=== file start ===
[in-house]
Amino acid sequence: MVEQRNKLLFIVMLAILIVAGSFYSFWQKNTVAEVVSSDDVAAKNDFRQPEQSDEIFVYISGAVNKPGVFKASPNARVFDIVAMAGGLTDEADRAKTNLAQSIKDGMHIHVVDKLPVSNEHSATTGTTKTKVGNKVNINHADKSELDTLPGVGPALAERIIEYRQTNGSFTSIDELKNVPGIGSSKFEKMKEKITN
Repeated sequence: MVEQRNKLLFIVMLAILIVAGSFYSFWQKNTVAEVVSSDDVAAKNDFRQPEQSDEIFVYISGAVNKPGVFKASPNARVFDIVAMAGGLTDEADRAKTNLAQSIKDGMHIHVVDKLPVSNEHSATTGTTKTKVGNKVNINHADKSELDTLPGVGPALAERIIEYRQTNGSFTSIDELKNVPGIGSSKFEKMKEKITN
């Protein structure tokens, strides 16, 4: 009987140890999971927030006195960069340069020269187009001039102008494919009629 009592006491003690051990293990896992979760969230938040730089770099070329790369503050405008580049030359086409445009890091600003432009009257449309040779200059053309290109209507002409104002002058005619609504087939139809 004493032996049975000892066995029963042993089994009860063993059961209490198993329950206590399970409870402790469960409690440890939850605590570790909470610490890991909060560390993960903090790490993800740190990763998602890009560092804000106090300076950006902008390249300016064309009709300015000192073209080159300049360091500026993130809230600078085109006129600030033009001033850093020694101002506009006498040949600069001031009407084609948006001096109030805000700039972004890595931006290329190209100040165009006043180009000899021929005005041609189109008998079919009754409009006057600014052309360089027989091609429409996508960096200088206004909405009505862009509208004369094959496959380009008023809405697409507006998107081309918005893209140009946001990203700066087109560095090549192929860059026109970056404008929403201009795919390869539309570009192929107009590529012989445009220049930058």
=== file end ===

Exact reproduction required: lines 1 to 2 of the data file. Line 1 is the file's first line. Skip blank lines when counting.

[in-house]
Amino acid sequence: MVEQRNKLLFIVMLAILIVAGSFYSFWQKNTVAEVVSSDDVAAKNDFRQPEQSDEIFVYISGAVNKPGVFKASPNARVFDIVAMAGGLTDEADRAKTNLAQSIKDGMHIHVVDKLPVSNEHSATTGTTKTKVGNKVNINHADKSELDTLPGVGPALAERIIEYRQTNGSFTSIDELKNVPGIGSSKFEKMKEKITN